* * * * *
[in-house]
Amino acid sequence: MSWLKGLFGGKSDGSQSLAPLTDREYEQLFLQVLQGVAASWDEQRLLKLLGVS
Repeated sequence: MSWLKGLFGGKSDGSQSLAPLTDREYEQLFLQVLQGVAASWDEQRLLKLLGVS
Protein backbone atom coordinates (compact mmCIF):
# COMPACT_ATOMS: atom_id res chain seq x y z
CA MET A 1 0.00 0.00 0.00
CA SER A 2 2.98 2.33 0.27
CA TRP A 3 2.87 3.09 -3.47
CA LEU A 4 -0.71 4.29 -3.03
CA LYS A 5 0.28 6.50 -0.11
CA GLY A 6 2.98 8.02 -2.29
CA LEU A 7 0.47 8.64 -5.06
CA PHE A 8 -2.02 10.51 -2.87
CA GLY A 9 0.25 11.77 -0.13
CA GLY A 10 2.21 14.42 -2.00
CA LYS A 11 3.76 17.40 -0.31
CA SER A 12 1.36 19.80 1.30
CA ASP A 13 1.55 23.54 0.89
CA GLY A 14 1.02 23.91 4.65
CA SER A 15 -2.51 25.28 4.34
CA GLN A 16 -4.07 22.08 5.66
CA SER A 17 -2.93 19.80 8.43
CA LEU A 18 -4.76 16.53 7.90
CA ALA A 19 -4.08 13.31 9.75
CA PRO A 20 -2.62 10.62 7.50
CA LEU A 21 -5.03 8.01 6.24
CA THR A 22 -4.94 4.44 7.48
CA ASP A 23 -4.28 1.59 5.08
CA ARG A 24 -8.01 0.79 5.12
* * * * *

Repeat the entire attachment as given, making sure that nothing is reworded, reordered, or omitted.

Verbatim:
[in-house]
Amino acid sequence: MSWLKGLFGGKSDGSQSLAPLTDREYEQLFLQVLQGVAASWDEQRLLKLLGVS
Repeated sequence: MSWLKGLFGGKSDGSQSLAPLTDREYEQLFLQVLQGVAASWDEQRLLKLLGVS
Protein backbone atom coordinates (compact mmCIF):
# COMPACT_ATOMS: atom_id res chain seq x y z
CA MET A 1 0.00 0.00 0.00
CA SER A 2 2.98 2.33 0.27
CA TRP A 3 2.87 3.09 -3.47
CA LEU A 4 -0.71 4.29 -3.03
CA LYS A 5 0.28 6.50 -0.11
CA GLY A 6 2.98 8.02 -2.29
CA LEU A 7 0.47 8.64 -5.06
CA PHE A 8 -2.02 10.51 -2.87
CA GLY A 9 0.25 11.77 -0.13
CA GLY A 10 2.21 14.42 -2.00
CA LYS A 11 3.76 17.40 -0.31
CA SER A 12 1.36 19.80 1.30
CA ASP A 13 1.55 23.54 0.89
CA GLY A 14 1.02 23.91 4.65
CA SER A 15 -2.51 25.28 4.34
CA GLN A 16 -4.07 22.08 5.66
CA SER A 17 -2.93 19.80 8.43
CA LEU A 18 -4.76 16.53 7.90
CA ALA A 19 -4.08 13.31 9.75
CA PRO A 20 -2.62 10.62 7.50
CA LEU A 21 -5.03 8.01 6.24
CA THR A 22 -4.94 4.44 7.48
CA ASP A 23 -4.28 1.59 5.08
CA ARG A 24 -8.01 0.79 5.12